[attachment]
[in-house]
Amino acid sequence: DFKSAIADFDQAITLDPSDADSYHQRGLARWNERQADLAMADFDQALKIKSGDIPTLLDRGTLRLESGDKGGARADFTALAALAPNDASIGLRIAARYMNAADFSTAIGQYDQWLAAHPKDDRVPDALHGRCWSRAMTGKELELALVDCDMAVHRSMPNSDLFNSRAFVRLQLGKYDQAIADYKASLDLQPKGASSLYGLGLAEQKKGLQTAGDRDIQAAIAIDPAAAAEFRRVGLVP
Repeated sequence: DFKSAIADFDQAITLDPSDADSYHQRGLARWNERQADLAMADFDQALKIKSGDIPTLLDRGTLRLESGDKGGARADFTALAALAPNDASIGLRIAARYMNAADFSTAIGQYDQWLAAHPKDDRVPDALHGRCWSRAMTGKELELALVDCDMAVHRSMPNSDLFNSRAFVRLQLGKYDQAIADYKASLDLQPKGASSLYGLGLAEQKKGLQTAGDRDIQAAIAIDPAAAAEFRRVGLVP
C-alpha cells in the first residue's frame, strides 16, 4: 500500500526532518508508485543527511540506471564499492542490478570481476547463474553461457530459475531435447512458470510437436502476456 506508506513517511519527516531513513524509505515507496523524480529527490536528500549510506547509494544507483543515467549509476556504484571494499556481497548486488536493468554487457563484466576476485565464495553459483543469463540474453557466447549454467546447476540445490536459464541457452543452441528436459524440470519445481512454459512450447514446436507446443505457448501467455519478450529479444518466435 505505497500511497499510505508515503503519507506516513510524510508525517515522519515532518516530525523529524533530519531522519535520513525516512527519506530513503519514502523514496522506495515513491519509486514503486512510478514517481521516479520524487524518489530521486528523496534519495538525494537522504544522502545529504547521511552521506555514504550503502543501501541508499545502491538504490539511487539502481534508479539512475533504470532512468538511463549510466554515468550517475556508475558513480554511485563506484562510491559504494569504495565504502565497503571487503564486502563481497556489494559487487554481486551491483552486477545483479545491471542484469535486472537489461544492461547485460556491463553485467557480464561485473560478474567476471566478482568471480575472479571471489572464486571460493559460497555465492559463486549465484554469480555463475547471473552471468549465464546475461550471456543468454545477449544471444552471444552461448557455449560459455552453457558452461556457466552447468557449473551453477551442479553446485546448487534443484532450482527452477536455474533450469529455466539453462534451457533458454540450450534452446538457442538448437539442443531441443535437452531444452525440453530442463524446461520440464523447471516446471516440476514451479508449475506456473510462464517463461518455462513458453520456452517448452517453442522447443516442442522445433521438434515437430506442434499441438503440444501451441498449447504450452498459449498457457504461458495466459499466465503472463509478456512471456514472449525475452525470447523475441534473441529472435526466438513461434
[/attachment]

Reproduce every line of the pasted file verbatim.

[in-house]
Amino acid sequence: DFKSAIADFDQAITLDPSDADSYHQRGLARWNERQADLAMADFDQALKIKSGDIPTLLDRGTLRLESGDKGGARADFTALAALAPNDASIGLRIAARYMNAADFSTAIGQYDQWLAAHPKDDRVPDALHGRCWSRAMTGKELELALVDCDMAVHRSMPNSDLFNSRAFVRLQLGKYDQAIADYKASLDLQPKGASSLYGLGLAEQKKGLQTAGDRDIQAAIAIDPAAAAEFRRVGLVP
Repeated sequence: DFKSAIADFDQAITLDPSDADSYHQRGLARWNERQADLAMADFDQALKIKSGDIPTLLDRGTLRLESGDKGGARADFTALAALAPNDASIGLRIAARYMNAADFSTAIGQYDQWLAAHPKDDRVPDALHGRCWSRAMTGKELELALVDCDMAVHRSMPNSDLFNSRAFVRLQLGKYDQAIADYKASLDLQPKGASSLYGLGLAEQKKGLQTAGDRDIQAAIAIDPAAAAEFRRVGLVP
C-alpha cells in the first residue's frame, strides 16, 4: 500500500526532518508508485543527511540506471564499492542490478570481476547463474553461457530459475531435447512458470510437436502476456 506508506513517511519527516531513513524509505515507496523524480529527490536528500549510506547509494544507483543515467549509476556504484571494499556481497548486488536493468554487457563484466576476485565464495553459483543469463540474453557466447549454467546447476540445490536459464541457452543452441528436459524440470519445481512454459512450447514446436507446443505457448501467455519478450529479444518466435 505505497500511497499510505508515503503519507506516513510524510508525517515522519515532518516530525523529524533530519531522519535520513525516512527519506530513503519514502523514496522506495515513491519509486514503486512510478514517481521516479520524487524518489530521486528523496534519495538525494537522504544522502545529504547521511552521506555514504550503502543501501541508499545502491538504490539511487539502481534508479539512475533504470532512468538511463549510466554515468550517475556508475558513480554511485563506484562510491559504494569504495565504502565497503571487503564486502563481497556489494559487487554481486551491483552486477545483479545491471542484469535486472537489461544492461547485460556491463553485467557480464561485473560478474567476471566478482568471480575472479571471489572464486571460493559460497555465492559463486549465484554469480555463475547471473552471468549465464546475461550471456543468454545477449544471444552471444552461448557455449560459455552453457558452461556457466552447468557449473551453477551442479553446485546448487534443484532450482527452477536455474533450469529455466539453462534451457533458454540450450534452446538457442538448437539442443531441443535437452531444452525440453530442463524446461520440464523447471516446471516440476514451479508449475506456473510462464517463461518455462513458453520456452517448452517453442522447443516442442522445433521438434515437430506442434499441438503440444501451441498449447504450452498459449498457457504461458495466459499466465503472463509478456512471456514472449525475452525470447523475441534473441529472435526466438513461434